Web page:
Over the last several years I’ve been going to an event in Monterey, Calif., called “Miatas at Mazda Raceway.” The name originated before it became WeatherTech Raceway Laguna Seca.
The event was basically a track day for nothing but Miatas. It’s like Rennsport, but for Miata geeks like me. People come from all across the United States to be part of it, and even from other countries, such as Canada, Japan and New Zealand.
Back in 2014, the new 2016 ND Mazda MX-5 made its first public appearance in the United States at the event. It was so new at the time that it was a right-hand drive model. Mazda wheeled the car out of the trailer, drove it up Barloy Canyon Road overlooking the raceway for the assembled crowd, put it back on the trailer, then took it away to its next appearance. It was in the sun for all of about 10 minutes.
That was just one of the attractions at the 2014 event. The other attractions included a Miata-specific vendor village, lots of track time, nightlife in the city of Monterey, and on Sunday, an exhibition race for Miata racecars that passed tech. To be clear, it was an exhibition race. There were no trophies or money, no points at stake, nothing but the sheer joy of racing.
Because every kind of Miata racecar was there, from turbocharged monsters to cars with engine and aero enhancements, to the garden variety Spec Miata, the field varied greatly in terms of speed. To make it more interesting, the organizers started the race with the fastest cars in the back of the field. An inverted grid.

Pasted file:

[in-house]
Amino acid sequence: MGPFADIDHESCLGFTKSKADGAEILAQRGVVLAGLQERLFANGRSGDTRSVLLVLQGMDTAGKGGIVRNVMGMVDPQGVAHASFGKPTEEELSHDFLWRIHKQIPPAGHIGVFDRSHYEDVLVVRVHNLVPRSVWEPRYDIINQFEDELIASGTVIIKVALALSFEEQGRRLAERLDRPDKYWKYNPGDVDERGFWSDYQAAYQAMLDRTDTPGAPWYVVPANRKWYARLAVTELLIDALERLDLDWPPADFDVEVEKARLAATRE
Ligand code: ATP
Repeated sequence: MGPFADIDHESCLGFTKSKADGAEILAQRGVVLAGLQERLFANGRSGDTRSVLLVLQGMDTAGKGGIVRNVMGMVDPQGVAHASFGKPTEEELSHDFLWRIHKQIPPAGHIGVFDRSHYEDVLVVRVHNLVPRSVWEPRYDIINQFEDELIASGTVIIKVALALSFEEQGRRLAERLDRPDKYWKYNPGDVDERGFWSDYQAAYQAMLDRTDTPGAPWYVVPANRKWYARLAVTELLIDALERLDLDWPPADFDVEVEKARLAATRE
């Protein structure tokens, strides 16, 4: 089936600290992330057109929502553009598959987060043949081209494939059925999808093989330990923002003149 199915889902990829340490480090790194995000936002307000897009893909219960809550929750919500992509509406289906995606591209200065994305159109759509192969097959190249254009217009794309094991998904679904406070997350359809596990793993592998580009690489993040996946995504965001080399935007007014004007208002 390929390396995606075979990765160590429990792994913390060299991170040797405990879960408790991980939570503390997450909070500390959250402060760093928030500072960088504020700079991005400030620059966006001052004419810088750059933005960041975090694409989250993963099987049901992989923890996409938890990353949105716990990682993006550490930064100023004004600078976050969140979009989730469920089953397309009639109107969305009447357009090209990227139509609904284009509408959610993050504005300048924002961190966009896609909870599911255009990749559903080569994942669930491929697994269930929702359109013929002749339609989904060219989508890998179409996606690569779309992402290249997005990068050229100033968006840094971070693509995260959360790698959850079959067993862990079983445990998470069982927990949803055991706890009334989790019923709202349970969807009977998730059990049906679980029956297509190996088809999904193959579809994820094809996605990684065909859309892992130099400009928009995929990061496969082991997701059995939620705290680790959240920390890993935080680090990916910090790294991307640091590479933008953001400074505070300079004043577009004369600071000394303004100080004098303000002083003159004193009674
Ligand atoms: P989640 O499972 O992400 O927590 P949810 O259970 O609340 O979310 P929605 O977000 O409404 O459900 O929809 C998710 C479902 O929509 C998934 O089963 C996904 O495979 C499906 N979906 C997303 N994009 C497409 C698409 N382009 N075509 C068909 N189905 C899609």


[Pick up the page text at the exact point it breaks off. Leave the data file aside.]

The race itself was a hoot. It was chaotic and frantic at first, then it settled into a familiar rhythm with similar cars and drivers facing off on the world-famous racetrack. I don’t think I realized it at the time, but we had an audience. The attendees whose Miatas weren’t racecars, those who were there just to be part of the event, all had assembled to watch the race. Most of them had probably never seen an amateur sports car race.
When we pulled off the track after the race ended, the people in the stands were clapping enthusiastically for all of us, front runners and midpack alike. They loved watching the race. As I pulled off the track and into the paddock, I have to admit I got a charge out of the applause.
I bring this up because the Mid-Ohio Sports Car Course, site of the 2019 NASA Championships, is almost famous for the locals coming to watch the races, professional and amateur alike. They know that some of the best racing they’ll ever see happens among the amateur ranks, and the NASA Championships showcases the best grassroots racing anywhere.
The reward for NASA racer is racing for an audience. The joy of racing is even better when you see the crowds on the hills surrounding turns 4 and 5. Knowing how much the locals love racing is part of the draw. Knowing that people love watching what we do somehow makes it more fun.
That’s something to think about while you’re packing up for Mid-Ohio. Racing for an appreciative audience is hard to quantify, but palplable nonetheless. When the green flag drops at Mid-Ohio, the locals will be on hand to see the action on track and show their appreciation. I hope to see you there.